What is chess?
Chess is a strategy and tactics game where each chess player (chess player) moves 16 pieces on a board of 64 squares. The objective is to perform the final move that captures the opponent’s king, leaving him with no options for movement, called checkmate.
How to play chess
The game of chess is conditioned by the knowledge of the players, a series of strategies are used throughout the game. For a good game, every move must be intentional and planned, the pieces must not be moved at random.
Before starting the game, you must observe some elementary rules.
Name and starting position of pieces on a chess board
At the beginning of a game, each player has 16 pieces: eight pawns (P), two rooks (T), two knights (C), two bishops (B), one queen (D) and one king (R). Each of the pieces has a value and follows a different movement.
The positioning of the pieces takes place according to the following rules:
On the line closest to the player, the rooks occupy the edge squares, followed by the knights, the bishops, the queen (on the square with the piece’s color. White queen, white square; black queen, black square) and the king. The pawns are lined up in the next row, occupying all eight squares.
By tradition, the game is always started by the white pieces (or light ones, in case the pieces have colors other than black and white).
Chess pieces movement
Chess pieces move according to the following rules:
- Pawn- moves forward, in a straight line, one square at a time. In the initial position of each pawn, it is allowed to move up to two squares (at the chess player’s choice). The pawn does not retreat (walk backwards) under any circumstances. If the pawn manages to advance to the eighth row (first of the opponent), it is promoted and the player can exchange it for any piece, except pawn or king.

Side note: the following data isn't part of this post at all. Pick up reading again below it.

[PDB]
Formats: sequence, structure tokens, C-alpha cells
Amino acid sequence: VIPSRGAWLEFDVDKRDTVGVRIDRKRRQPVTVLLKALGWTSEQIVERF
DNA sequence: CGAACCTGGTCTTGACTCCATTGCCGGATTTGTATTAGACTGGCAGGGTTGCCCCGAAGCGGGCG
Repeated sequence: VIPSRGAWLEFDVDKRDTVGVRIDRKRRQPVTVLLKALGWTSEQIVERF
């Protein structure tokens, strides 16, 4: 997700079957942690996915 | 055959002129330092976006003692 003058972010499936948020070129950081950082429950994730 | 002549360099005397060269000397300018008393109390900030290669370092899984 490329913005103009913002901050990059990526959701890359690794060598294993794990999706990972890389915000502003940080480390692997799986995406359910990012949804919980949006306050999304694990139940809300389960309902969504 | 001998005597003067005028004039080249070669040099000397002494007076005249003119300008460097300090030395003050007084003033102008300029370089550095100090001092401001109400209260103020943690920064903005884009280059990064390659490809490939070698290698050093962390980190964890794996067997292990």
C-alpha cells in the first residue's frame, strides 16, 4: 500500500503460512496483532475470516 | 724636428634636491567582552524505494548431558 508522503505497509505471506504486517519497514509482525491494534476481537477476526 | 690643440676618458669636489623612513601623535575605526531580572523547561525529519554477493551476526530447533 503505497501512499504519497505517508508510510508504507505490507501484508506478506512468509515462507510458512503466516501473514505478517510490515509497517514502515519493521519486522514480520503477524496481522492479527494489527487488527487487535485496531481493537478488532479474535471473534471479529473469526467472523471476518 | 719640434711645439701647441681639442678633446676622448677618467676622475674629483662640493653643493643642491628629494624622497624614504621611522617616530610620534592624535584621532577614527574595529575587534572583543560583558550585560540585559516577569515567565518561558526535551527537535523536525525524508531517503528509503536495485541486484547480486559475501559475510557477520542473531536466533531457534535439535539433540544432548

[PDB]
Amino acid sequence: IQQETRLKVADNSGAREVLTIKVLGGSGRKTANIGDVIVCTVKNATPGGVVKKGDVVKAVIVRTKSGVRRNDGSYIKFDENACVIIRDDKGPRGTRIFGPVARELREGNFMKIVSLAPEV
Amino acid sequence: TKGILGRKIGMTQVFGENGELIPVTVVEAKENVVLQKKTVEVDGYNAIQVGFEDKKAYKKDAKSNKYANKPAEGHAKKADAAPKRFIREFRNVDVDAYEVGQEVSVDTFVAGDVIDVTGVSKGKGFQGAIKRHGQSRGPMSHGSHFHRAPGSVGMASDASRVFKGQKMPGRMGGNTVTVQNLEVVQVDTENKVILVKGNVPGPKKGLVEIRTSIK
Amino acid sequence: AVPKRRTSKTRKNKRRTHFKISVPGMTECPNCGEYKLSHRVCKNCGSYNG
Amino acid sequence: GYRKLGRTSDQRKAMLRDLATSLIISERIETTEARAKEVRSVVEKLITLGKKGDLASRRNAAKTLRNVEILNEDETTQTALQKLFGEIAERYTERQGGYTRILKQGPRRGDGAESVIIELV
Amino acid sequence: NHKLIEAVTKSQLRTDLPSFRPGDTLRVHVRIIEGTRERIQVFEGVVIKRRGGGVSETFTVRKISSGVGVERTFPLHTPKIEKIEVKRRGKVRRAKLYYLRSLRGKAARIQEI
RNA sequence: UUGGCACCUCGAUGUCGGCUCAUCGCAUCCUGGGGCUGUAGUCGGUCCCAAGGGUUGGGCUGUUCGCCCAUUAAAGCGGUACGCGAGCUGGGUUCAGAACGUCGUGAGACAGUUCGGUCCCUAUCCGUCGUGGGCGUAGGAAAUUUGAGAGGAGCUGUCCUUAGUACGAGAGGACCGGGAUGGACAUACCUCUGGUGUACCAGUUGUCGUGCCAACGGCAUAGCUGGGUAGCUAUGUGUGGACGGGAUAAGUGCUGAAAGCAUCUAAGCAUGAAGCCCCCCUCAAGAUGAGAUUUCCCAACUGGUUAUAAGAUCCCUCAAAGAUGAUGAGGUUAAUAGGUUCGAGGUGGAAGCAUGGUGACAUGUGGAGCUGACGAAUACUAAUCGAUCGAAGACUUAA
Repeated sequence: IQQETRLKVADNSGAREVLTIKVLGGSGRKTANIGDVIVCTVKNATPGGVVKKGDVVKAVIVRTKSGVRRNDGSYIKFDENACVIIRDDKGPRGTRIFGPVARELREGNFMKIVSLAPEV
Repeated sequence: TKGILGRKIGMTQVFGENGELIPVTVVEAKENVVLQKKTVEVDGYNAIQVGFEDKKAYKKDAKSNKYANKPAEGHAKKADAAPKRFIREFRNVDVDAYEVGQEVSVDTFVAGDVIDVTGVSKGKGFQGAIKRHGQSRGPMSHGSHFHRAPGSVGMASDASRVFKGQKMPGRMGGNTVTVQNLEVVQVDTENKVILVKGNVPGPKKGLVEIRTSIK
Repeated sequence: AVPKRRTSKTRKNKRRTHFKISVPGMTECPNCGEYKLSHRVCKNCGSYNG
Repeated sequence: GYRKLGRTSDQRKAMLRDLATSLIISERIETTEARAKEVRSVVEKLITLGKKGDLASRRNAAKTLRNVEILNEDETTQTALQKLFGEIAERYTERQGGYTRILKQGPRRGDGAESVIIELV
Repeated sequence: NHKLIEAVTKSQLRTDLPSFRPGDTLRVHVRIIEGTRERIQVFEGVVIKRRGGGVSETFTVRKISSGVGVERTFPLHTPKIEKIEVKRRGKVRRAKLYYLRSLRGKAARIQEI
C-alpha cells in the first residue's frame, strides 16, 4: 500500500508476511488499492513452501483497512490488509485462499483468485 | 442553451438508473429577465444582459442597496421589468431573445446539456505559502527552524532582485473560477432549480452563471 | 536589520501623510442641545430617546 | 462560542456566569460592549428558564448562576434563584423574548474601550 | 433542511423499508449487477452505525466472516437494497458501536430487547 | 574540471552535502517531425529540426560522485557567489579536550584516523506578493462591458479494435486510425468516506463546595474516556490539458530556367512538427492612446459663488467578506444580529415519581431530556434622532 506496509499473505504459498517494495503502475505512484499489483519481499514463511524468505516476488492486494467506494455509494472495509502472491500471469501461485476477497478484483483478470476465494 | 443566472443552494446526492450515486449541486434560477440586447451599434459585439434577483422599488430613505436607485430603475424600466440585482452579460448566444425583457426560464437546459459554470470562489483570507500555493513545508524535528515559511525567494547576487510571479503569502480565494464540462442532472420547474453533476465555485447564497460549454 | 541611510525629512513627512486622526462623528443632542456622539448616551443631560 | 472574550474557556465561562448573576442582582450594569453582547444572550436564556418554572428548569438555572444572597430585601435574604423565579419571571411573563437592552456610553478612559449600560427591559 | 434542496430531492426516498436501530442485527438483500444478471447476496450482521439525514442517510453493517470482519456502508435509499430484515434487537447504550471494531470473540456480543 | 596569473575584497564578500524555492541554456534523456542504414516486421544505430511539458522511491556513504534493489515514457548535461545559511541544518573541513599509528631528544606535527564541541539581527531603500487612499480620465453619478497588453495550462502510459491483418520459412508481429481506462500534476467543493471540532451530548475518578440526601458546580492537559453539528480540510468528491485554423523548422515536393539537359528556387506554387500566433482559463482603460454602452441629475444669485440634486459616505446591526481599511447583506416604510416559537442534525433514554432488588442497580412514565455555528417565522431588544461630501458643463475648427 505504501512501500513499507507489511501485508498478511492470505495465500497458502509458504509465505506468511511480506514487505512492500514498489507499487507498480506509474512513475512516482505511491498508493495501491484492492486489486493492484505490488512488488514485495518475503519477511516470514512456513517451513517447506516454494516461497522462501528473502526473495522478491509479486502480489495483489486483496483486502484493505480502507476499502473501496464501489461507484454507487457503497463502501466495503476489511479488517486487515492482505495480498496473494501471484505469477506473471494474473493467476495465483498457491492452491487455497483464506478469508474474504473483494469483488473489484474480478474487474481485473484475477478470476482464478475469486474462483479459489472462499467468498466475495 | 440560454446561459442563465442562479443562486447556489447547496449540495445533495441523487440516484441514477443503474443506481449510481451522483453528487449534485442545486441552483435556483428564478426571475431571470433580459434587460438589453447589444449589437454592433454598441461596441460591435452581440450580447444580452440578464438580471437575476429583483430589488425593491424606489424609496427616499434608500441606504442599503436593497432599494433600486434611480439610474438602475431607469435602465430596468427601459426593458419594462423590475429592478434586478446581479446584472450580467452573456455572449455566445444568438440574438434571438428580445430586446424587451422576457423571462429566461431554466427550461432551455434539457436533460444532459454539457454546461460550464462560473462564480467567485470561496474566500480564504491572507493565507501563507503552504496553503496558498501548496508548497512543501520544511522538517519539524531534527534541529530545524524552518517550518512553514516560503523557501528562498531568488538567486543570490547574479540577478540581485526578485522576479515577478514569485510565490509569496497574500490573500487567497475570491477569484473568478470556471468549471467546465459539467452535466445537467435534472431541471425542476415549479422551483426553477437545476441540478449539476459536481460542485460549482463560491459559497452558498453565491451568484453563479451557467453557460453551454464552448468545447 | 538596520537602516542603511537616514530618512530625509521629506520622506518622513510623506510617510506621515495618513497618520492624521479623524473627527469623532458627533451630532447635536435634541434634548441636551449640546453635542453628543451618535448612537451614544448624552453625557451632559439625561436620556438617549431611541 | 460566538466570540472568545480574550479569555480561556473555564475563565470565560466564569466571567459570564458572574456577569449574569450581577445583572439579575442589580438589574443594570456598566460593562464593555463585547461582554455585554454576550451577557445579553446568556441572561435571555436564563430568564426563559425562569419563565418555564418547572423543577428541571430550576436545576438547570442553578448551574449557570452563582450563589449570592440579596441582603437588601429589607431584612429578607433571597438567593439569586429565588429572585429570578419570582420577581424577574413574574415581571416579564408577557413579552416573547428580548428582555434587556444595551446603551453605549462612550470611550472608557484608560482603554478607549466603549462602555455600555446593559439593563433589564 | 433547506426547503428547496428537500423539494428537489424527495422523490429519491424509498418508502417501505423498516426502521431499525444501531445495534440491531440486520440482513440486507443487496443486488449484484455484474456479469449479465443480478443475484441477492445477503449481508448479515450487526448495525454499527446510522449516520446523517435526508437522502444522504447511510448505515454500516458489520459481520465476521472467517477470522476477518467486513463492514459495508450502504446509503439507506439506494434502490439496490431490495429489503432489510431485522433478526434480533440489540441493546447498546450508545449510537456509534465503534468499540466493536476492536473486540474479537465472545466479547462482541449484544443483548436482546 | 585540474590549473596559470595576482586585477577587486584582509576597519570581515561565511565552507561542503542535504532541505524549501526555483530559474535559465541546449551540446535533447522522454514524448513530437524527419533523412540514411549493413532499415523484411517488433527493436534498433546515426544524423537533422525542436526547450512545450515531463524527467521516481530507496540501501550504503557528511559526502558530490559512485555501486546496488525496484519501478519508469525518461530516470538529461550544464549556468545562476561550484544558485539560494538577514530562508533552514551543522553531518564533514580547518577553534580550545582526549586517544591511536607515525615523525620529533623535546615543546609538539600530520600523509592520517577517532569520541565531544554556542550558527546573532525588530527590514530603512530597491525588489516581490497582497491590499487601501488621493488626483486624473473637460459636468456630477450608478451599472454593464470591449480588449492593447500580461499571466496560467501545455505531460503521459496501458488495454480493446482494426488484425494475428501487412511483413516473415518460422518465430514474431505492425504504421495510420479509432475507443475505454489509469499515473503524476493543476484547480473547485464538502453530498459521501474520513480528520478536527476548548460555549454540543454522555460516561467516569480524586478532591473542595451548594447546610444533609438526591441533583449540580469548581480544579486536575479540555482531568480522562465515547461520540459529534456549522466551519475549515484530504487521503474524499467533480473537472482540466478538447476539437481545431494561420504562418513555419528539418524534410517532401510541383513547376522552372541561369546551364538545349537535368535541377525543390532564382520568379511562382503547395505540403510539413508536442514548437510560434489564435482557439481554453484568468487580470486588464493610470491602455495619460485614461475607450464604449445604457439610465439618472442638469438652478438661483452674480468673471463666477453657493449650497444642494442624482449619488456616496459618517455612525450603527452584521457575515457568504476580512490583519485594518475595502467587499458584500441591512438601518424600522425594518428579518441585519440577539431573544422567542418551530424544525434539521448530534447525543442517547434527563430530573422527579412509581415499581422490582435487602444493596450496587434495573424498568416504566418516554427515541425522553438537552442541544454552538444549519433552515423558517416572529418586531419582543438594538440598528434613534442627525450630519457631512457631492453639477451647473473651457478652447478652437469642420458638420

- Rook- moves vertically or horizontally, the number of spaces the chess player wants, as long as there are no other pieces in the way. Pieces of the same color limit movement to the previous square, opponent’s pieces can be captured, taking their place.
- Bishop- moves diagonally freely, also as many squares as the chess player wants as long as there are no other pieces in the way. The bishop never changes the color of the square on which it moves.
- Knight- moves in “L”, one square as a rook (vertical or horizontal) and one as a bishop (diagonal). Only the knight is allowed to jump pieces that are in the way of its movement.
- Queen- moves freely in all directions, as a rook or as a bishop (vertical, horizontal and diagonal).
- King- moves like a queen, but only one square at a time. The king’s movement is also limited by the squares defended by the opponent (he cannot put himself in check).
Capture of parts
Capturing the pieces, also called conquering, taking or “eating” is an essential part of the game. The captured pieces are removed from the game, with the exception of the king, as its capture decrees the end of the game.